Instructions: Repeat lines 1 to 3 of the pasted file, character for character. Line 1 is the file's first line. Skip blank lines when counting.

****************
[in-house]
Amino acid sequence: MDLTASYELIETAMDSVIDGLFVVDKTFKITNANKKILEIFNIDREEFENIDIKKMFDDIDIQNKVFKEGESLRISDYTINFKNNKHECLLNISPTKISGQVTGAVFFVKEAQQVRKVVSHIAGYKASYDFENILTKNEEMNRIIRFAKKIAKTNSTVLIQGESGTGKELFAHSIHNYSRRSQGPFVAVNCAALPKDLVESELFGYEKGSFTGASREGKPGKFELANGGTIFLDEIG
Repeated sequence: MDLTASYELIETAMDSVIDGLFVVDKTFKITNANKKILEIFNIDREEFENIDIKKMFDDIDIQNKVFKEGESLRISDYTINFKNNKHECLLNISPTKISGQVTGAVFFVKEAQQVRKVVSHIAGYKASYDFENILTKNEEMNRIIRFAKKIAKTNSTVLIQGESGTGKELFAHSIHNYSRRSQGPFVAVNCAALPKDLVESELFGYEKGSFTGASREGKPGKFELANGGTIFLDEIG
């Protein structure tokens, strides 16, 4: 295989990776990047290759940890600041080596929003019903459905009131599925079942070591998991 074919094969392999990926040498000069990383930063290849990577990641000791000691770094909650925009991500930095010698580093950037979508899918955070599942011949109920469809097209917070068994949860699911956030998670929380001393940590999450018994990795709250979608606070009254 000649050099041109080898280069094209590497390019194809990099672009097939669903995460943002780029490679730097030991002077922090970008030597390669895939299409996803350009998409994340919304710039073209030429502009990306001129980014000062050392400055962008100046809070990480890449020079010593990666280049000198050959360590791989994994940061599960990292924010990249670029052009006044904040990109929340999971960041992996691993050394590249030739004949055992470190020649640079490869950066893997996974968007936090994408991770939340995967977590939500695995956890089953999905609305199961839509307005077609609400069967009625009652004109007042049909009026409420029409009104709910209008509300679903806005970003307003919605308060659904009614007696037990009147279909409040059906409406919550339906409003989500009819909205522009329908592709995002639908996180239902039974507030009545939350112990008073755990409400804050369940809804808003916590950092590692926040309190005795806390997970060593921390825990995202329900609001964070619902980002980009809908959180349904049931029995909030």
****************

[in-house]
Amino acid sequence: MDLTASYELIETAMDSVIDGLFVVDKTFKITNANKKILEIFNIDREEFENIDIKKMFDDIDIQNKVFKEGESLRISDYTINFKNNKHECLLNISPTKISGQVTGAVFFVKEAQQVRKVVSHIAGYKASYDFENILTKNEEMNRIIRFAKKIAKTNSTVLIQGESGTGKELFAHSIHNYSRRSQGPFVAVNCAALPKDLVESELFGYEKGSFTGASREGKPGKFELANGGTIFLDEIG
Repeated sequence: MDLTASYELIETAMDSVIDGLFVVDKTFKITNANKKILEIFNIDREEFENIDIKKMFDDIDIQNKVFKEGESLRISDYTINFKNNKHECLLNISPTKISGQVTGAVFFVKEAQQVRKVVSHIAGYKASYDFENILTKNEEMNRIIRFAKKIAKTNSTVLIQGESGTGKELFAHSIHNYSRRSQGPFVAVNCAALPKDLVESELFGYEKGSFTGASREGKPGKFELANGGTIFLDEIG